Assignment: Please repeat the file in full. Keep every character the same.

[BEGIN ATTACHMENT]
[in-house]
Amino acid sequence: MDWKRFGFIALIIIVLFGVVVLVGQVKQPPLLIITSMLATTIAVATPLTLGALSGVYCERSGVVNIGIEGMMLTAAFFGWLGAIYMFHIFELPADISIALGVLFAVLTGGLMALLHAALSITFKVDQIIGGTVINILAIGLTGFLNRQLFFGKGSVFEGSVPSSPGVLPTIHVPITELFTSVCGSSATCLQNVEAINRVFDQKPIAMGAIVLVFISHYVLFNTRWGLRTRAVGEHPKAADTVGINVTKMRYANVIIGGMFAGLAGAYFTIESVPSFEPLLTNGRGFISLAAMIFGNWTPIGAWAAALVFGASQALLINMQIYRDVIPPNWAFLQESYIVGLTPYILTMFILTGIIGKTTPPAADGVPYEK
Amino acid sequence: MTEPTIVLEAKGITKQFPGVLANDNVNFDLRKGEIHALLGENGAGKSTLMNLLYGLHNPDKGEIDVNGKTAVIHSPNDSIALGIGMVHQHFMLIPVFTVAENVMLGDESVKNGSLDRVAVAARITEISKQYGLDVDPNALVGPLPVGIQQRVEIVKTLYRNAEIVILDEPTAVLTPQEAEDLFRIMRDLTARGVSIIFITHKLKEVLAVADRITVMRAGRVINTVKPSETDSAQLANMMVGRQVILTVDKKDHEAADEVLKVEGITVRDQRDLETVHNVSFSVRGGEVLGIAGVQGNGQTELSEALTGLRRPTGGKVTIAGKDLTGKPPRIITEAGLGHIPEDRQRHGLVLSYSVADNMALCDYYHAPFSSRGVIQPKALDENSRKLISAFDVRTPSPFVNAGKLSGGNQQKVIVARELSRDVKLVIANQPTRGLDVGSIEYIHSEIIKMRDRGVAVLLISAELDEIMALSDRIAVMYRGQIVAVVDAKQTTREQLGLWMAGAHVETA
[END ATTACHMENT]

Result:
[in-house]
Amino acid sequence: MDWKRFGFIALIIIVLFGVVVLVGQVKQPPLLIITSMLATTIAVATPLTLGALSGVYCERSGVVNIGIEGMMLTAAFFGWLGAIYMFHIFELPADISIALGVLFAVLTGGLMALLHAALSITFKVDQIIGGTVINILAIGLTGFLNRQLFFGKGSVFEGSVPSSPGVLPTIHVPITELFTSVCGSSATCLQNVEAINRVFDQKPIAMGAIVLVFISHYVLFNTRWGLRTRAVGEHPKAADTVGINVTKMRYANVIIGGMFAGLAGAYFTIESVPSFEPLLTNGRGFISLAAMIFGNWTPIGAWAAALVFGASQALLINMQIYRDVIPPNWAFLQESYIVGLTPYILTMFILTGIIGKTTPPAADGVPYEK
Amino acid sequence: MTEPTIVLEAKGITKQFPGVLANDNVNFDLRKGEIHALLGENGAGKSTLMNLLYGLHNPDKGEIDVNGKTAVIHSPNDSIALGIGMVHQHFMLIPVFTVAENVMLGDESVKNGSLDRVAVAARITEISKQYGLDVDPNALVGPLPVGIQQRVEIVKTLYRNAEIVILDEPTAVLTPQEAEDLFRIMRDLTARGVSIIFITHKLKEVLAVADRITVMRAGRVINTVKPSETDSAQLANMMVGRQVILTVDKKDHEAADEVLKVEGITVRDQRDLETVHNVSFSVRGGEVLGIAGVQGNGQTELSEALTGLRRPTGGKVTIAGKDLTGKPPRIITEAGLGHIPEDRQRHGLVLSYSVADNMALCDYYHAPFSSRGVIQPKALDENSRKLISAFDVRTPSPFVNAGKLSGGNQQKVIVARELSRDVKLVIANQPTRGLDVGSIEYIHSEIIKMRDRGVAVLLISAELDEIMALSDRIAVMYRGQIVAVVDAKQTTREQLGLWMAGAHVETA